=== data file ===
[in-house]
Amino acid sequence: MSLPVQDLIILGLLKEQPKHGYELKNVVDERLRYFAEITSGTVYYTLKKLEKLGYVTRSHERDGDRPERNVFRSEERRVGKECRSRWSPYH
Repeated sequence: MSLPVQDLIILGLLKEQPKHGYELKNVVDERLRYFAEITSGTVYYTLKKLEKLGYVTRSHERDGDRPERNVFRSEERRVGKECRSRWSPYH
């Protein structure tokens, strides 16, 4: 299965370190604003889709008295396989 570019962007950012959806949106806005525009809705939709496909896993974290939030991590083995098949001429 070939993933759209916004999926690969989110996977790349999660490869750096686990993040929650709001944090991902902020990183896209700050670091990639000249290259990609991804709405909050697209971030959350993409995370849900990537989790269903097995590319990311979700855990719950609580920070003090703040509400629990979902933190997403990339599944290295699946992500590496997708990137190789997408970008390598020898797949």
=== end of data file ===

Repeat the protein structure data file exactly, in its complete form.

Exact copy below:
[in-house]
Amino acid sequence: MSLPVQDLIILGLLKEQPKHGYELKNVVDERLRYFAEITSGTVYYTLKKLEKLGYVTRSHERDGDRPERNVFRSEERRVGKECRSRWSPYH
Repeated sequence: MSLPVQDLIILGLLKEQPKHGYELKNVVDERLRYFAEITSGTVYYTLKKLEKLGYVTRSHERDGDRPERNVFRSEERRVGKECRSRWSPYH
């Protein structure tokens, strides 16, 4: 299965370190604003889709008295396989 570019962007950012959806949106806005525009809705939709496909896993974290939030991590083995098949001429 070939993933759209916004999926690969989110996977790349999660490869750096686990993040929650709001944090991902902020990183896209700050670091990639000249290259990609991804709405909050697209971030959350993409995370849900990537989790269903097995590319990311979700855990719950609580920070003090703040509400629990979902933190997403990339599944290295699946992500590496997708990137190789997408970008390598020898797949």